Rob McGarr is doing his best to get from a 10 handicap to scratch. Catch up on his journey so far:
Part Six: I want to get to scratch, but I never want a vanity handicap
I'm desperate to get to scratch. It's why I now get up at 6am each morning. Getting to scratch is the last thing I think about before I go to sleep each night. In fact, it's what I think about the vast majority of the time.
I'm therefore understandably jealous of golfers who are off scratch or even close to it. There isn't much I wouldn't give to be in their position.
Apart from one thing... The freedom to play competitive golf whenever I feel like it.
Allow me to explain.
At my home club, Burghley Park, I play with people off various handicaps. I play with people who get two shots on some holes. I play with people off 18. I play with people in the mid-teens. I play with people off similar handicaps to myself, teetering on the edge of single figures. I play with some people off six and seven. I play with some low single-figure handicappers. And I occasionally play with people off the elusive scratch.
And I've noticed a trend.
The vast majority of the players I've mentioned above will play in any and every competition they can. Some of the low single-figure golfers, however, will only play when a fateful set of circumstances align in such a way that convinces them that it's safe to enter the comp and risk the 0.1 handicap increase that would seemingly spell the end of days.
Some of them won't play in a comp unless the greens are absolutely immaculate, their game is absolutely on fire, the wind is blowing in just the right direction, their lucky socks have been washed, the clouds look like happy koala bears floating across the sky, the competition falls on the Queen's birthday and they happen to be the 27th person to enter the comp.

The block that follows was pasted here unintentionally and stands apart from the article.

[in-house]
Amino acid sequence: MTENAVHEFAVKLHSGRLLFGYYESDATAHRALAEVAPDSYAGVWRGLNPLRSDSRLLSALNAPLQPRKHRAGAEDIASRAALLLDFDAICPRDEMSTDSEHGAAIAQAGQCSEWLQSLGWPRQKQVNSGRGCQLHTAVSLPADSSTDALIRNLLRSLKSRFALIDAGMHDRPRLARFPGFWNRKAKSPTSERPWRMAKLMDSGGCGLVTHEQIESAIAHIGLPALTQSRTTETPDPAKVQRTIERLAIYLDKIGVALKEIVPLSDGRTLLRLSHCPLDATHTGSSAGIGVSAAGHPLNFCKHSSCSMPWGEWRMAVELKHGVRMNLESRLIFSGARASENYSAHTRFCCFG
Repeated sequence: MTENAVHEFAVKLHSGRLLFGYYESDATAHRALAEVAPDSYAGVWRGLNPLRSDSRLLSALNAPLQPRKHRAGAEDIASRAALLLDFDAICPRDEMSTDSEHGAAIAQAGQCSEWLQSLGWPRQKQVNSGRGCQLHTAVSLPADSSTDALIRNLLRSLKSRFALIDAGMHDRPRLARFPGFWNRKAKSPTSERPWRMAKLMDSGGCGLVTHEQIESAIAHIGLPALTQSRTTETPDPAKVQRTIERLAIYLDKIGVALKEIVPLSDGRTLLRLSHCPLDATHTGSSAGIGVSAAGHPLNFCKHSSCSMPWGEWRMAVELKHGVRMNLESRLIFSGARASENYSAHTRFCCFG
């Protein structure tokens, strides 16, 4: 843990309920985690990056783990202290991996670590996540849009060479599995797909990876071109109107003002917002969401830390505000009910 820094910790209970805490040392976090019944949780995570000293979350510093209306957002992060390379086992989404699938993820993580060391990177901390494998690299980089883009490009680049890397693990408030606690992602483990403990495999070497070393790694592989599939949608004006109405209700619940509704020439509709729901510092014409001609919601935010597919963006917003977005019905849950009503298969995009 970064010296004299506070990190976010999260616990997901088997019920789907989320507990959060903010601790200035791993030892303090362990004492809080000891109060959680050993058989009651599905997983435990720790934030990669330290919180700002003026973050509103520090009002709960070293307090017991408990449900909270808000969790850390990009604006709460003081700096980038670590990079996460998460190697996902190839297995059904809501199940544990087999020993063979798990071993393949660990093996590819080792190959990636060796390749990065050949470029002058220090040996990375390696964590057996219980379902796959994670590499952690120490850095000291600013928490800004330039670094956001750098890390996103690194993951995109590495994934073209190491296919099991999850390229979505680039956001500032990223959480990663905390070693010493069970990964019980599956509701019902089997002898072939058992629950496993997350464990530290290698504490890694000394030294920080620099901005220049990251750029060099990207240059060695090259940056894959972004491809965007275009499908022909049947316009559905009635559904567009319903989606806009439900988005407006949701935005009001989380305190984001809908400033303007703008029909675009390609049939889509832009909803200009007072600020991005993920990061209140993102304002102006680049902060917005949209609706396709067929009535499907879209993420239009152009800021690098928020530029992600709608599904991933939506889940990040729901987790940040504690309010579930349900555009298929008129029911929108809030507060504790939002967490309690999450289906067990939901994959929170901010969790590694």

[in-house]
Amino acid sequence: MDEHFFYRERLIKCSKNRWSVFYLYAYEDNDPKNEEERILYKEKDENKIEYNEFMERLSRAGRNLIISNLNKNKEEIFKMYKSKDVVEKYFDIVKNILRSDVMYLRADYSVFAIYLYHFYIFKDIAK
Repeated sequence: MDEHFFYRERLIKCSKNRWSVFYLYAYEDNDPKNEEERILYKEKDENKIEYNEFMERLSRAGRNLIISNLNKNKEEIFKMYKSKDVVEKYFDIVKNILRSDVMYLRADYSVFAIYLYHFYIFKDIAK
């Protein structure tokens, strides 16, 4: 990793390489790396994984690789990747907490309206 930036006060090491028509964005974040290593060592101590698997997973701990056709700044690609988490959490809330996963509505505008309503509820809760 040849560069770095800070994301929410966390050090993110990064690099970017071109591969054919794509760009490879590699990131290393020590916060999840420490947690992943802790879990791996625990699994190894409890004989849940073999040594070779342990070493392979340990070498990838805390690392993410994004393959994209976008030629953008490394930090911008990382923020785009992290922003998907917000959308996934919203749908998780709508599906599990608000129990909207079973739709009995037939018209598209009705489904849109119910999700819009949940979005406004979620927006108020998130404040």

I know why these golfers are more choosy about when they do and don't play than the rest of us. It's because most of them play in the A or B team for the club, and their place would be at risk if they allowed their handicap to creep up. But even that is a strange way of justifying it, when you think about it. If you don't feel confident that you are playing well enough to maintain your handicap, wouldn't the club be better off being represented by someone who is?
Personally, desperate as I am to get to scratch, I'd rather be off five or even 12 and be able to play in as many competitions as I want than be off scratch and feel like I daren't risk putting my handicap on the line because I'm not good enough to maintain it.
I fell victim to this handicap vanity myself last year. Having played in countless comps and stayed on 10 for the entire season, I found myself with an exact handicap of 10.4 approaching the final qualifier of the year. I wasn't playing well, and I knew that a poor round would give me a handicap of 11 that I'd be powerless to change for six months over winter. I pictured the family gatherings over Christmas, with golf-mad uncles asking me, "So what are you off now?" I didn't want to have to say 11. So I skipped the comp.
Now, we'll never know whether I would have surprised myself, found some form and shot a great round that would have got me cut to nine. In all likelihood, I wouldn't, and I'd have spent six months off 11. But who cares?
My decision not to play in that competition was weak. I knew it at the time and I know that now. Looking back on it made me realise that no one else could really care less what handicap I'm off; they've all got their own game and handicap to worry about. Even if I succeed in getting to scratch, I'm pretty sure the UK isn't going to declare a national holiday in my honour. The world will keep spinning. People will keep getting their handicaps cut. People will keep going up 0.1. People will keep entering comps and people will keep swerving them because they're too scared.
We play golf for the joy of playing and competing, not solely so we can swell with pride when someone asks what we play off. Why sacrifice the freedom to compete just to maintain a slightly lower number? That's like saving all your life to buy your dream car and then refusing to ever drive it because you're too afraid the mileage will go up.
Get out there, buckle up and enter the comp. What's the worst that could happen?
Get the latest on Rob's journey at ScratchGolf.co.uk